There is a considerable amount of interest in the subject of cyber security. It seems as if a day doesn’t go by without a new story about a worrying data breach or a hack attack. New terms such as phishing has entered in the lexicon and we regularly hear references to topics such as encryption and malware.
With the possibility of new modules (and perhaps qualifications) on the horizon, an important question is: what can associate lecturers do to be prepared for new cyber security modules? This blog post is to summarise a set of resources that might be useful. This post is, of course, unapologetically OU centric and there, are of course, many other resources or books out there. If you do know of other resources that might be helpful, do feel free to add a comment below.
Cyber security MOOC
The OU, in collaboration with FutureLearn runs a MOOC (massive open online course) entitled Introduction to Cyber Security (FutureLearn). This is particularly interesting, since the course description states that ‘it has been developed by The Open University with support from the UK Government’s National Cyber Security Programme’. It is presented as a ‘double accredited course’, described as a GCHQ certified training course, accredited by the Institute of Information Security Professionals (IISP).
The MOOC addresses a range of relevant topics, such as: threats, authentication (access control, passwords, two-factor authentication), malware (types of malware, attack vectors, preventing infection), cryptography, network security (firewalls, virtual private networks, intrusion detection/prevention), cyber security laws, recovering from attacks and managing risks.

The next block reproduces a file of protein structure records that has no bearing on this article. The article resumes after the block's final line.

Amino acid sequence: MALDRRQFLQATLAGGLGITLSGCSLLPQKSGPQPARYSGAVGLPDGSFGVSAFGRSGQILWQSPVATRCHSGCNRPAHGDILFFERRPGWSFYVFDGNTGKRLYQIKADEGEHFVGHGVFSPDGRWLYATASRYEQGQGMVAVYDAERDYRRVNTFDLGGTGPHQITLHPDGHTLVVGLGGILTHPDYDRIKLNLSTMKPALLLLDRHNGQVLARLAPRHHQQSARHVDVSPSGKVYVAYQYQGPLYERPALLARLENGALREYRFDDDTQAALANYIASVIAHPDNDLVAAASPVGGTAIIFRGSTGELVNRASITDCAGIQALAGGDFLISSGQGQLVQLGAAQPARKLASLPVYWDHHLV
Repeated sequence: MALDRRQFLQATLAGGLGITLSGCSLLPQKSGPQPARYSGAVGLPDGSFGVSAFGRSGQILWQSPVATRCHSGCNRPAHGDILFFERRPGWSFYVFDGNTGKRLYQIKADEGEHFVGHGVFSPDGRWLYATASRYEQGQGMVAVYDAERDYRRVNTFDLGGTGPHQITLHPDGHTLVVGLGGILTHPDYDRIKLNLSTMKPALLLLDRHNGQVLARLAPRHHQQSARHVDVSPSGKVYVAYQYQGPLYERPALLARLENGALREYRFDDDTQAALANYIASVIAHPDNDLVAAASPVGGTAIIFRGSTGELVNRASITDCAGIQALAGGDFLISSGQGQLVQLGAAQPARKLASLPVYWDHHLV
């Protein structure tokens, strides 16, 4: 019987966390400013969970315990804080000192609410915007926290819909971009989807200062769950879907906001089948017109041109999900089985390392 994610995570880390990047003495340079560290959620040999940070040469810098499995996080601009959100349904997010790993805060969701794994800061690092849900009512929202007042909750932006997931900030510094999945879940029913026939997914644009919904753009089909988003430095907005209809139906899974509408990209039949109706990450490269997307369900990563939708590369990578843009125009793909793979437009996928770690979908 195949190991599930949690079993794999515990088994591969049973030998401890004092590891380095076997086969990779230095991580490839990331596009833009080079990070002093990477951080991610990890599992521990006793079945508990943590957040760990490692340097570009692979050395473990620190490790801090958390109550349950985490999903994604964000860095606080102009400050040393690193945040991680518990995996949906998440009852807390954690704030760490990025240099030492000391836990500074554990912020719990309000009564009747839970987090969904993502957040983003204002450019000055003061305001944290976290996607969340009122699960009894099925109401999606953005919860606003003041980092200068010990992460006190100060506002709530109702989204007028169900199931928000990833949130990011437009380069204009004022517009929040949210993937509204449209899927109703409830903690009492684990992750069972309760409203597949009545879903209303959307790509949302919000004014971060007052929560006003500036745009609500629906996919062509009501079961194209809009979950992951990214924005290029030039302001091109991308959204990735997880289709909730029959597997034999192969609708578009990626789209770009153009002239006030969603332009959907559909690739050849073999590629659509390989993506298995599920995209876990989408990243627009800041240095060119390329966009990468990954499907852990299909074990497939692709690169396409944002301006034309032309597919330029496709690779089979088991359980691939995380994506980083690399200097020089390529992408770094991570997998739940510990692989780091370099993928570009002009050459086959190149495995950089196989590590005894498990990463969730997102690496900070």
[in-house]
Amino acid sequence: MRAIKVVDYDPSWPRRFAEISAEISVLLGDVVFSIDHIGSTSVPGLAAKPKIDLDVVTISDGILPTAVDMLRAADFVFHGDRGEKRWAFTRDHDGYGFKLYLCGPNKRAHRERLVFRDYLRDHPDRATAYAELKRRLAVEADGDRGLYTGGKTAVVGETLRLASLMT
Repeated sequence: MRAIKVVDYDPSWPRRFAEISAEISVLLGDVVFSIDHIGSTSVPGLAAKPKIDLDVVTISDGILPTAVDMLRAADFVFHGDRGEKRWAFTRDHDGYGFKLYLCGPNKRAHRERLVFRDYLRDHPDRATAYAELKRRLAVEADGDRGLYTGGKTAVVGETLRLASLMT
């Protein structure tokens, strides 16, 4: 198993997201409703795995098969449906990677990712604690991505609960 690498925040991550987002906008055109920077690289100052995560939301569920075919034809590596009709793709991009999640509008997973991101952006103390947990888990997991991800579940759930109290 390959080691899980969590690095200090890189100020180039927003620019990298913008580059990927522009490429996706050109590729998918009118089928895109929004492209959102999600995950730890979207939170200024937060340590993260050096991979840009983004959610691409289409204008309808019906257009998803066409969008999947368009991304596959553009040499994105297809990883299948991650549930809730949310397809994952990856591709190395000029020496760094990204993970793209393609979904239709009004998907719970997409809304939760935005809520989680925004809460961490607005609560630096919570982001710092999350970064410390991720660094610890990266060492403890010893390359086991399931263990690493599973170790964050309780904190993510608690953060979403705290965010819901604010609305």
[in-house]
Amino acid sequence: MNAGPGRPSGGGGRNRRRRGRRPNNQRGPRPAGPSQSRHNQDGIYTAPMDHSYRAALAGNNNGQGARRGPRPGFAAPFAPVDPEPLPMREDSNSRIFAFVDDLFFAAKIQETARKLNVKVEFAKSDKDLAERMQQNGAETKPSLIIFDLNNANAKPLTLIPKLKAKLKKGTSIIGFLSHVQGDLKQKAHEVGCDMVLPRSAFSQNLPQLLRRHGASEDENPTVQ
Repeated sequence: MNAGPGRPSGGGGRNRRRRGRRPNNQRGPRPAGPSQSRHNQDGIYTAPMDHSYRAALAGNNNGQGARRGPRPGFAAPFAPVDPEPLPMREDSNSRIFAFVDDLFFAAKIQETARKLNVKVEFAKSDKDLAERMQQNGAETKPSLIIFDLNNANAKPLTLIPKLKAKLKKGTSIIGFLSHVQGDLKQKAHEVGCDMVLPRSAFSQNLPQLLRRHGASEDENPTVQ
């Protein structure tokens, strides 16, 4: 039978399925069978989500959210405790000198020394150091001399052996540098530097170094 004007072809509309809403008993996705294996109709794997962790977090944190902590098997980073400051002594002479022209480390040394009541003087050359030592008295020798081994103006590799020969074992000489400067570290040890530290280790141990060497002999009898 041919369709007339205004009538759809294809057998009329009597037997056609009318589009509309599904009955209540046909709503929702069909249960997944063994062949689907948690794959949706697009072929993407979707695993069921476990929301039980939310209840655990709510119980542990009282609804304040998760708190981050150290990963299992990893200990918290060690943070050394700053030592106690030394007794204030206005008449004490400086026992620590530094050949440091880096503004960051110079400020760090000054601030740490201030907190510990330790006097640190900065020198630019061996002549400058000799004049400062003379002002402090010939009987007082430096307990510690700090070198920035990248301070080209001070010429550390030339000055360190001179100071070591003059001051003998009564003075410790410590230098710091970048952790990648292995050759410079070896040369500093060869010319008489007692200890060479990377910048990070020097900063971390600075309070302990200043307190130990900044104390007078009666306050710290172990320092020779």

One of the great things about being a tutor is that tutors can study many OU modules as a part of their continuing professional development. If you’re interested in cyber security, tutors can choose to study two different postgraduate modules that are linked to the subject of cyber security.
The first module is called M811 Information security. M811 is relating to IT governance and management (which reflects the focus of the postgraduate programme). Here is the key part of the description: ‘In this online module, you’ll explore the professional and technical skills necessary to understand, document, manage and implement strategic and operational aspects of your organisation's information security. You’ll study topics in information security risk assessment and management, as well as professionalism, home information security, and information security research.’
Regarding M811, an important point is that it isn’t a technical module: instead, it focuses on the socio-technical and organisational issues which reflects the notion that cyber security is just not about technology: it is about people too.
The second module is called M812 Digital forensics. M812 is different to M811, since it is a lot more technical. It is described as follows: ‘This online module will help you understand how to conduct investigations to correctly gather, analyse and present digital evidence to both business and legal audiences. You will also learn how to find tools to locate and analyse digital evidence on a variety of devices, including mobile phones, and how to keep up to date with changing technologies, laws and regulations in digital forensics.’